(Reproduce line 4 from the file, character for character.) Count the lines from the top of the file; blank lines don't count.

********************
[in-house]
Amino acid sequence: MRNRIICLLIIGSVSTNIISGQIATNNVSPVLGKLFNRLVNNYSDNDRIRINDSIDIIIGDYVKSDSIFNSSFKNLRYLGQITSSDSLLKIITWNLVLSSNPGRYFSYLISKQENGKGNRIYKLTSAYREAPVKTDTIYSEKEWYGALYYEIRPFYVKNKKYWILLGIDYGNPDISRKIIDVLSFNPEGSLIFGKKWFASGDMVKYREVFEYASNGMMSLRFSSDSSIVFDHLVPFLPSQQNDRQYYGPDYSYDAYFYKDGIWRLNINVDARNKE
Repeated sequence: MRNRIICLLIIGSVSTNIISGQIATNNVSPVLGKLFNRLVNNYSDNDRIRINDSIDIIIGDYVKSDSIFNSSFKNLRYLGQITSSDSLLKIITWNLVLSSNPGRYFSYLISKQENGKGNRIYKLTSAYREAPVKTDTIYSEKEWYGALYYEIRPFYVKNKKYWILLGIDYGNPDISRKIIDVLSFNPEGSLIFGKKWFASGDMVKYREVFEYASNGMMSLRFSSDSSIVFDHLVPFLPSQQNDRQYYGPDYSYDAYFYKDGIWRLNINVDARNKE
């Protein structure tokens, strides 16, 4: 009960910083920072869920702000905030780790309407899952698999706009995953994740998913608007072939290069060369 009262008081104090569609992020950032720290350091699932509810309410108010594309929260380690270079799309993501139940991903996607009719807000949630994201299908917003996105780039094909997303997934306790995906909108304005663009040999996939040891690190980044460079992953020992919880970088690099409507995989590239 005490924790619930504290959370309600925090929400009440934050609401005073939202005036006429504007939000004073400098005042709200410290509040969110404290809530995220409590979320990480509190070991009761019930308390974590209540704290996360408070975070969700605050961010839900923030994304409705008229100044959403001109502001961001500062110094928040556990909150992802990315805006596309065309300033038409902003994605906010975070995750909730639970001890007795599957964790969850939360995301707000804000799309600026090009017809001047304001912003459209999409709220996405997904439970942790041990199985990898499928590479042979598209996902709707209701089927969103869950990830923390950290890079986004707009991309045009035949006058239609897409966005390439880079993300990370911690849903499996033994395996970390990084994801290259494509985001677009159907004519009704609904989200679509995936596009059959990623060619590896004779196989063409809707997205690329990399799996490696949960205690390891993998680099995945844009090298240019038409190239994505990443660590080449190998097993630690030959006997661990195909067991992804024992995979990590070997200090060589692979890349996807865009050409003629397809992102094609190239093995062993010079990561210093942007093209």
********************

């Protein structure tokens, strides 16, 4: 009960910083920072869920702000905030780790309407899952698999706009995953994740998913608007072939290069060369 009262008081104090569609992020950032720290350091699932509810309410108010594309929260380690270079799309993501139940991903996607009719807000949630994201299908917003996105780039094909997303997934306790995906909108304005663009040999996939040891690190980044460079992953020992919880970088690099409507995989590239 005490924790619930504290959370309600925090929400009440934050609401005073939202005036006429504007939000004073400098005042709200410290509040969110404290809530995220409590979320990480509190070991009761019930308390974590209540704290996360408070975070969700605050961010839900923030994304409705008229100044959403001109502001961001500062110094928040556990909150992802990315805006596309065309300033038409902003994605906010975070995750909730639970001890007795599957964790969850939360995301707000804000799309600026090009017809001047304001912003459209999409709220996405997904439970942790041990199985990898499928590479042979598209996902709707209701089927969103869950990830923390950290890079986004707009991309045009035949006058239609897409966005390439880079993300990370911690849903499996033994395996970390990084994801290259494509985001677009159907004519009704609904989200679509995936596009059959990623060619590896004779196989063409809707997205690329990399799996490696949960205690390891993998680099995945844009090298240019038409190239994505990443660590080449190998097993630690030959006997661990195909067991992804024992995979990590070997200090060589692979890349996807865009050409003629397809992102094609190239093995062993010079990561210093942007093209």